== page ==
519. Unintelligibility.

519. Unintelligibility.NOUN. unintelligibility; incomprehensibility, imperspicuity; inconceivableness, vagueness &c. adj.; obscurity; ambiguity &c. 520; doubtful meaning; uncertainty &c. 475; perplexity &c. (confusion) 59; spinosity; obscurum per obscurius [Lat.]; mystification &c. (concealment) 528; latency &c. 526; transcendentalism.

paradox, oxymoron; riddle, enigma, puzzle &c. (secret) 533; dignus vindice nodus [Lat.] {Horace—De Arte Poetica. 191. (See Phrases below) }; sealed book; steganography, freemasonry.

pons asinorum [Lat.], asses’ bridge; high Dutch, Greek, Hebrew; jargon &c. (unmeaning) 517.

VERB. be unintelligible &c. adj.; require explanation &c. 522; have a doubtful meaning, pass comprehension.

render unintelligible &c. adj.; conceal &c 528; darken &c. 421; confuse &c. (derange) 61; perplex &c. (bewilder) 475.

not understand &c. 518; lose, lose the clue; miss; not know what to make of, be able to make nothing of, give it up; not be able to account for, not be able to make either head or tail of; be at sea &c. (uncertain) 475; wonder &c. 870; see through a glass darkly &c. (ignorance) 491.

not understand one another; play at cross purposes &c. (misinterpret) 523.

ADJ. unintelligible, unaccountable, undecipherable, undiscoverable, unknowable, unfathomable; incognizable, inexplicable, inscrutable; inapprehensible, incomprehensible; insolvable, insoluble; impenetrable.

illegible, as Greek to one, unexplained, paradoxical; enigmatic, enigmatical, puzzling (secret) 533; indecipherable.

obscure, dark, muddy, clear as mud, seen through a mist, dim, nebulous, shrouded in mystery; opaque, dense; undiscernible &c. (invisible) 447.; misty &c. (opaque) 426; hidden &c 528; latent &c 526.

indefinite, garbled &c (indistinct) 447; perplexed &c. (confused) 59; undetermined, vague, loose, ambiguous; mysterious; mystic, mystical; acroamatic, acroamatical; metempirical; transcendental; occult, recondite, abstruse, crabbed.

inconceivable, inconceptible; searchless; above comprehension, beyond comprehension, past comprehension; beyond one’s depth; unconceived.

inexpressible, undefinable, incommunicable.

unpredictable, unforeseeable.

PHR. Obscurum per obscurius. [Lat.] {“Something obscure (explained) by something more obscure.” }.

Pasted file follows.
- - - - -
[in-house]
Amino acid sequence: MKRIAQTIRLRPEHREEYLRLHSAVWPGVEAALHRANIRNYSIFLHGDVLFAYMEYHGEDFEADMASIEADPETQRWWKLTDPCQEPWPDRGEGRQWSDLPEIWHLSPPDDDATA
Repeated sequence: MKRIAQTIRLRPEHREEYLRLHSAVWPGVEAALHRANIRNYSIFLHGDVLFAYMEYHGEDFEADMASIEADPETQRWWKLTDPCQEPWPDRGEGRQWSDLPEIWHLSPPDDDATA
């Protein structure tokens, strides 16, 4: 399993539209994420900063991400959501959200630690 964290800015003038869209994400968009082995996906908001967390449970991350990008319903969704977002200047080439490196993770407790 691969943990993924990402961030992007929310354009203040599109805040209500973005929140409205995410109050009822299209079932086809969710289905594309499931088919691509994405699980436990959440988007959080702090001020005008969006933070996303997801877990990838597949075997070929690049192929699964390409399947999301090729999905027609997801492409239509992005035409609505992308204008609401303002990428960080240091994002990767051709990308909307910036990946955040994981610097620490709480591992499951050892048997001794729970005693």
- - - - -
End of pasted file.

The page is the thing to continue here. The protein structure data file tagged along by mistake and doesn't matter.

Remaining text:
Nec deus intersit nisi dignus vindice nodus. [Lat.] {Horace—De Arte Poetica. 191. “Never bring in a god unless there be a knotty point absolutely requiring such a solution.” (Advice to dramatic authors. Such an introduction was called a Deus ex machinâ [“A god in a machine” or “A god from a machine.”], i.e., one who interposes at a critical juncture to redeem a lost situation). }.

II faut être profond en termes clairs et non pas en termes obscurs. [Fr.] {Joubert“It is necessary to be profound in clear language and not in obscure language.” }.

Ut sæpe summa ingenia in occulto latent! [Lat.] {Plautus—Capteivei. I. ii. 62. “How often the greatest geniuses lie hidden in obscurity!” }.

Le mot de l’énigme. [Fr.] {“The answer to the riddle.” (The key to the puzzle. Solution of the mystery). }.

“Chaos of thought and passion, all confused; / Still by himself abused, or disabused; / Created half to rise, and half to fall; / Great lord of all things, yet a prey to all; / Sole judge of truth, in endless error hurled: / The glory, jest, and riddle of the world!” {Alexander Pope—An Essay on Man. Epistle II. L.13.}.

“A good parson once said that where mystery begins religion ends. Cannot I say, as truly at least, of human laws, that where mystery begins, justice ends?” {Edmund Burke—A Vindication of Natural Society.}.

“The lucrative business of mystery.” {Edmund Burke—A Vindication of Natural Society.}.

“Let not the conceit of intellect hinder thee from worshipping mystery.” {Martin Farquhar Tupper—Of Good in Things Evil. Of Reading.}.

“The true mystery of the world is the visible, not the invisible.” {Oscar Fingall O’Flahertie Wilde—The Picture of Dorian Grey. Ch. 2.}.

“How strange a paradox is true, / That men who lived and died without a name, / Are the chief heroes in the sacred lists of fame.” {Jonathan Swift—Ode to the Athenian Society. Ch. 12.}.

See also Evelyn Underhill on chaos and transformation as it relates to ‘The Dark Night of The Soul’ in Phrases for Change.

See also Evelyn Underhill on mortification, deprivation, persecution and ruin as it relates to ‘The Dark Night of The Soul’ in Phrases for Asceticism.

Roget’s Thesaurus 1911. Compiled, edited and supplemented by Nicholas Shea. Dev version 1.7.9b Compiled on: 19 January 2022 at 05:16:38
CORRECTED HEADS: 1 to 905; CORRECTED QUOTES: 1 to 905; ALL OTHER HEADS & QUOTES IN PROGRESS. www.neolithicsphere.com

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